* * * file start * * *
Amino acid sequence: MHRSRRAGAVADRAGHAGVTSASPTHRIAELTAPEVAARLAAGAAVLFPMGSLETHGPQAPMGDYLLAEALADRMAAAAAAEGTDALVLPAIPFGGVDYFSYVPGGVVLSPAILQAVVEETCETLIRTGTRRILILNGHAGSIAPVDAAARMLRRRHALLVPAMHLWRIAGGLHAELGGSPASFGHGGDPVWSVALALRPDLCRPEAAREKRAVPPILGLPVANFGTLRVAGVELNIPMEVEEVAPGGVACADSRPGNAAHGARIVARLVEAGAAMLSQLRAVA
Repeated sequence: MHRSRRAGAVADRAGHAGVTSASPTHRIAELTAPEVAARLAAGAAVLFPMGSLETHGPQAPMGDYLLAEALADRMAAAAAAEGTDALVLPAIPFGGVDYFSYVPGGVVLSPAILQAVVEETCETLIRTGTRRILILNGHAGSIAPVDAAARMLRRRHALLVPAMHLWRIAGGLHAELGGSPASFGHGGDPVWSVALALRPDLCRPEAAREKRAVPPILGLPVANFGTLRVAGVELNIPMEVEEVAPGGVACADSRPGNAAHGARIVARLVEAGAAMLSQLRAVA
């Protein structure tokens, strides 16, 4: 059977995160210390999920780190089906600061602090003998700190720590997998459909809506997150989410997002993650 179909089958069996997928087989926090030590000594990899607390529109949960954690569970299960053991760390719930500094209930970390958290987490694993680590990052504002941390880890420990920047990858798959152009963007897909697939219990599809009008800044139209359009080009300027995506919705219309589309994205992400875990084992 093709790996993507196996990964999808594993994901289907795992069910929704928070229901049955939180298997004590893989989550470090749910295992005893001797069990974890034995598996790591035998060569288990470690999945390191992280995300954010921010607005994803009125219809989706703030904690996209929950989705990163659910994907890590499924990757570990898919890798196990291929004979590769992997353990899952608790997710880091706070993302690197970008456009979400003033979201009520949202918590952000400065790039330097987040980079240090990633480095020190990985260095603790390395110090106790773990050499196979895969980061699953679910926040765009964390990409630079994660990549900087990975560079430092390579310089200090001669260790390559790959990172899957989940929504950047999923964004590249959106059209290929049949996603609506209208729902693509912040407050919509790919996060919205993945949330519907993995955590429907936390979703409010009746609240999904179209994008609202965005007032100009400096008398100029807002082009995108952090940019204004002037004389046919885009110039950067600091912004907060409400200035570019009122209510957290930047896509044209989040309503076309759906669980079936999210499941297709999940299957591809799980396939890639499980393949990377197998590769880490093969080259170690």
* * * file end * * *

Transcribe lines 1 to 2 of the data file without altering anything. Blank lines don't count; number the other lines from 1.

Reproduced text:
Amino acid sequence: MHRSRRAGAVADRAGHAGVTSASPTHRIAELTAPEVAARLAAGAAVLFPMGSLETHGPQAPMGDYLLAEALADRMAAAAAAEGTDALVLPAIPFGGVDYFSYVPGGVVLSPAILQAVVEETCETLIRTGTRRILILNGHAGSIAPVDAAARMLRRRHALLVPAMHLWRIAGGLHAELGGSPASFGHGGDPVWSVALALRPDLCRPEAAREKRAVPPILGLPVANFGTLRVAGVELNIPMEVEEVAPGGVACADSRPGNAAHGARIVARLVEAGAAMLSQLRAVA
Repeated sequence: MHRSRRAGAVADRAGHAGVTSASPTHRIAELTAPEVAARLAAGAAVLFPMGSLETHGPQAPMGDYLLAEALADRMAAAAAAEGTDALVLPAIPFGGVDYFSYVPGGVVLSPAILQAVVEETCETLIRTGTRRILILNGHAGSIAPVDAAARMLRRRHALLVPAMHLWRIAGGLHAELGGSPASFGHGGDPVWSVALALRPDLCRPEAAREKRAVPPILGLPVANFGTLRVAGVELNIPMEVEEVAPGGVACADSRPGNAAHGARIVARLVEAGAAMLSQLRAVA